Monday, May 20, 2024

2 students paint the Rock to honor lives lost in MSU shooting, cover pro-gun message

February 15, 2023
Sociology graduate student Kitty Groeller, chemistry junior Rylee Warner and creative advertising freshman Jasmyn Miller return flowers to the base of The Rock on Farm Lane, after painting over it on Feb. 15, 2023.
Sociology graduate student Kitty Groeller, chemistry junior Rylee Warner and creative advertising freshman Jasmyn Miller return flowers to the base of The Rock on Farm Lane, after painting over it on Feb. 15, 2023.

The Rock on Farm Lane is a campus landmark that is painted almost daily to represent the thoughts of community members. Before game days, the rock showcases rivalry and team spirit. During political unrest, the rock is painted over by those who want to share a message. 

By early Tuesday morning, the rock asked a question to those who walked by: "How many more?"

The message followed the mass shooting on campus Monday night that left three dead and five in critical condition. Community members placed flowers around the rock in honor of the three lives lost. 

By Wednesday morning, the rock had been repainted, stating, "Allow us to defend ourselves & carry on campus."

Sociology graduate student Kitty Groeller and chemistry junior Rylee Warne r— two students who had never met each other — saw the message and decided to cover it up. 

"I woke up this morning and heard about the Rock being painted over. And I understand that students are grieving. And we all grieve in different ways, but you can't force someone else to grieve in your way," Warner said. "Tradition is to not paint over it ... But tradition doesn't matter right now, what matters is are students grieving and taking their time."

When Groeller heard about the new message that had been painted on The Rock, her first thought that was the vigil that will be held Tuesday afternoon in front of it.

"I thought to myself, 'who's gonna paint this over?'" Groeller said. "And well, why not me?"

Warner arrived a few minutes before Groeller. She was struggling to cover the entire rock with a can of spray paint when Groeller walked down holding a bucket of black paint.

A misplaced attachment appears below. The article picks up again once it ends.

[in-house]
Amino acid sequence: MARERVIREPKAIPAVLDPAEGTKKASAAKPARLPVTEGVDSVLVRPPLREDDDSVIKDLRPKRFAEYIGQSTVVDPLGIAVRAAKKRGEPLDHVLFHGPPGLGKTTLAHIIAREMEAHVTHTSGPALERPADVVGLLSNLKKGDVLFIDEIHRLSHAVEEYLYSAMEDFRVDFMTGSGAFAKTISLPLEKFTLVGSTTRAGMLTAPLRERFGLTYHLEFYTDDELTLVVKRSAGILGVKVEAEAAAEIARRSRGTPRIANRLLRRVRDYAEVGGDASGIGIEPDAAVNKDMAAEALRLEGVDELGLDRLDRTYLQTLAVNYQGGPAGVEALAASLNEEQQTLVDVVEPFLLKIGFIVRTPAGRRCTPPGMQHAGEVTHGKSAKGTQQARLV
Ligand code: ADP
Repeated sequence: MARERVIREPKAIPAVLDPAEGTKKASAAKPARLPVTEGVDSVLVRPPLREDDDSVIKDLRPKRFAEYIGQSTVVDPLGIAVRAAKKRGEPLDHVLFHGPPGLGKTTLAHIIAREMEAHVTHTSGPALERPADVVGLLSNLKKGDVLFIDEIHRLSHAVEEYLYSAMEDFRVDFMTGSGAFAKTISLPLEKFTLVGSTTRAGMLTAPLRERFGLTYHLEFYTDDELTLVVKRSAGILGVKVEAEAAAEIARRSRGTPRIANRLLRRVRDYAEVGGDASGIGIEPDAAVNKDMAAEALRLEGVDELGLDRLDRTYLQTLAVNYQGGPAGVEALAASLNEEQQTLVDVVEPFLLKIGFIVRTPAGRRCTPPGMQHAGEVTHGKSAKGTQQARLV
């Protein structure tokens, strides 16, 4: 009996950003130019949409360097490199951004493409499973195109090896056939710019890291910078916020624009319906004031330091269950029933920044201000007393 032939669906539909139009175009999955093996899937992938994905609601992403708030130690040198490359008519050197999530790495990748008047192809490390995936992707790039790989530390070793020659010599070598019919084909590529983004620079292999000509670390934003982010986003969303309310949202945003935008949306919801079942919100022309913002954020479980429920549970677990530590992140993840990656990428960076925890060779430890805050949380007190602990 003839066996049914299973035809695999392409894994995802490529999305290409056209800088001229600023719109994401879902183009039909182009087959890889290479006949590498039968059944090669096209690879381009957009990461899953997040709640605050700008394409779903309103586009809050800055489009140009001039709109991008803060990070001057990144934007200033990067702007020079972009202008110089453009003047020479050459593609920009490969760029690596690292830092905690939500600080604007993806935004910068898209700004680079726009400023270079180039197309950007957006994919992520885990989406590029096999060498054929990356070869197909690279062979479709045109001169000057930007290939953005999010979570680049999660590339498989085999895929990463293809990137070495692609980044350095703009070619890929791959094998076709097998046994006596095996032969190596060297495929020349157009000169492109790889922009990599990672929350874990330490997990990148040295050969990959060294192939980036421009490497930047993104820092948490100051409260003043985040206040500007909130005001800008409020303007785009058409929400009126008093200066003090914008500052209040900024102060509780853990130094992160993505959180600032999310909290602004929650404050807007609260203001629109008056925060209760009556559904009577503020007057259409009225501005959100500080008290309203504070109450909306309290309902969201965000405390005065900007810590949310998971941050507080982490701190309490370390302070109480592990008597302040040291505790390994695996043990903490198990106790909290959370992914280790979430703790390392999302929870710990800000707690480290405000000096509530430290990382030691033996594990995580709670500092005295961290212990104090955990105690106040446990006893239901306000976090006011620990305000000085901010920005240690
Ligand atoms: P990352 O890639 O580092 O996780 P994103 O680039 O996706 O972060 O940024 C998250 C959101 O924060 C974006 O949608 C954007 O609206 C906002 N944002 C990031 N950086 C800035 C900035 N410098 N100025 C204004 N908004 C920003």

"Let's cover this," she said.

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Though Groller and Warner didn't plan on meeting each other to paint it, they said their meeting speaks to how everyone is feeling. 

"Everyone is grieving in some kind of way," Warner said. "We didn't really fall into that bystander thing of, 'someone else will do it, someone else will cover it up' ... But I'm glad that (Groeller) showed up because it means a lot that somebody else is thinking the same way I was."

Warner said she's been thinking a lot about community since the shooting. 

"I came back for grad school in 2019 and I've been here since. I'm a TA, I see students every day. Our department's in Berkey," Groeller said. "Our generation is the only generation that has grown up with fear of going to school, going to grocery stores ... we can't go anywhere that's supposed to be fun without looking for exits and it breaks my heart."

Warner and Groller painted a clean slate with black paint before deciding what they wanted the Rock to say next. 

Together the sat on the woodchips surrounding the Rock, waiting for the paint to dry. Soon they were joined by creative advertising freshman Jasmyn Miller.

The three drew on a notepad, finding the right words for the message they wanted to convey. They decided to honor community members they lost and the ones who are hurting.

The rock says: "To those we lost. To those healing. Brian. Arielle. Alexandria."

There will be a candlelight vigil at The Rock at 6 p.m. on Wednesday, Feb. 15.

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